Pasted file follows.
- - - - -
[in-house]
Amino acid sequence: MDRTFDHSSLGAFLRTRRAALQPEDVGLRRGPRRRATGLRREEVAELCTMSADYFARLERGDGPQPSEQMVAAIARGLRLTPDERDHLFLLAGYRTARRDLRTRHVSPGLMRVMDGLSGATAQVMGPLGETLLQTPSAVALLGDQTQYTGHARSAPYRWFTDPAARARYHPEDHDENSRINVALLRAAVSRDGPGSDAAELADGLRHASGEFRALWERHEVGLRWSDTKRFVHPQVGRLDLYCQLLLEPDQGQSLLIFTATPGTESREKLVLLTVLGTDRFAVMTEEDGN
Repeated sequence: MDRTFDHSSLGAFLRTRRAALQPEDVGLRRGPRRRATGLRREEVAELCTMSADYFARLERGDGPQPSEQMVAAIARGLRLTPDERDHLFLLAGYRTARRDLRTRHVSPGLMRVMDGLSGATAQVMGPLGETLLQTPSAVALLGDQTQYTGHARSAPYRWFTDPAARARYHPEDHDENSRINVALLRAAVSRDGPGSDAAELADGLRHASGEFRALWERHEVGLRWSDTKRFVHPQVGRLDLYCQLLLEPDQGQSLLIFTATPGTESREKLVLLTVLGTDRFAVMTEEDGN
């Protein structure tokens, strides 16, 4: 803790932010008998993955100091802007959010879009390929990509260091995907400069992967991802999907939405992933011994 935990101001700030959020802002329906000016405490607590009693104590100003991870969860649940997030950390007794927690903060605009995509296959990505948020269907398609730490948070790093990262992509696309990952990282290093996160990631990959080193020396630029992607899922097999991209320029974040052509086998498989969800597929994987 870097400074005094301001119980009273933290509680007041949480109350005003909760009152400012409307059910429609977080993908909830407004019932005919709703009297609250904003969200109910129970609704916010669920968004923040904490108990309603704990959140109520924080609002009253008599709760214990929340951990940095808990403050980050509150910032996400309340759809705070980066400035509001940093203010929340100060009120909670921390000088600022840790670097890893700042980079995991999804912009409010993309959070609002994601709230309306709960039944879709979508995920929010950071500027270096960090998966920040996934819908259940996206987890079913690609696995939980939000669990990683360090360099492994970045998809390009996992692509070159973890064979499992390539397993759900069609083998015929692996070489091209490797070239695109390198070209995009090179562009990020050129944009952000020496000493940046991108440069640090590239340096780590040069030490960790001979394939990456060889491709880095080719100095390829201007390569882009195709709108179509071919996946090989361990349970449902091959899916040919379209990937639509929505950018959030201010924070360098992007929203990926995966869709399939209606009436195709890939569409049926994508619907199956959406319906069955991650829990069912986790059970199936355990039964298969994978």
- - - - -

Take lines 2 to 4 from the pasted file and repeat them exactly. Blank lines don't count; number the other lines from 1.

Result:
Amino acid sequence: MDRTFDHSSLGAFLRTRRAALQPEDVGLRRGPRRRATGLRREEVAELCTMSADYFARLERGDGPQPSEQMVAAIARGLRLTPDERDHLFLLAGYRTARRDLRTRHVSPGLMRVMDGLSGATAQVMGPLGETLLQTPSAVALLGDQTQYTGHARSAPYRWFTDPAARARYHPEDHDENSRINVALLRAAVSRDGPGSDAAELADGLRHASGEFRALWERHEVGLRWSDTKRFVHPQVGRLDLYCQLLLEPDQGQSLLIFTATPGTESREKLVLLTVLGTDRFAVMTEEDGN
Repeated sequence: MDRTFDHSSLGAFLRTRRAALQPEDVGLRRGPRRRATGLRREEVAELCTMSADYFARLERGDGPQPSEQMVAAIARGLRLTPDERDHLFLLAGYRTARRDLRTRHVSPGLMRVMDGLSGATAQVMGPLGETLLQTPSAVALLGDQTQYTGHARSAPYRWFTDPAARARYHPEDHDENSRINVALLRAAVSRDGPGSDAAELADGLRHASGEFRALWERHEVGLRWSDTKRFVHPQVGRLDLYCQLLLEPDQGQSLLIFTATPGTESREKLVLLTVLGTDRFAVMTEEDGN
């Protein structure tokens, strides 16, 4: 803790932010008998993955100091802007959010879009390929990509260091995907400069992967991802999907939405992933011994 935990101001700030959020802002329906000016405490607590009693104590100003991870969860649940997030950390007794927690903060605009995509296959990505948020269907398609730490948070790093990262992509696309990952990282290093996160990631990959080193020396630029992607899922097999991209320029974040052509086998498989969800597929994987 870097400074005094301001119980009273933290509680007041949480109350005003909760009152400012409307059910429609977080993908909830407004019932005919709703009297609250904003969200109910129970609704916010669920968004923040904490108990309603704990959140109520924080609002009253008599709760214990929340951990940095808990403050980050509150910032996400309340759809705070980066400035509001940093203010929340100060009120909670921390000088600022840790670097890893700042980079995991999804912009409010993309959070609002994601709230309306709960039944879709979508995920929010950071500027270096960090998966920040996934819908259940996206987890079913690609696995939980939000669990990683360090360099492994970045998809390009996992692509070159973890064979499992390539397993759900069609083998015929692996070489091209490797070239695109390198070209995009090179562009990020050129944009952000020496000493940046991108440069640090590239340096780590040069030490960790001979394939990456060889491709880095080719100095390829201007390569882009195709709108179509071919996946090989361990349970449902091959899916040919379209990937639509929505950018959030201010924070360098992007929203990926995966869709399939209606009436195709890939569409049926994508619907199956959406319906069955991650829990069912986790059970199936355990039964298969994978």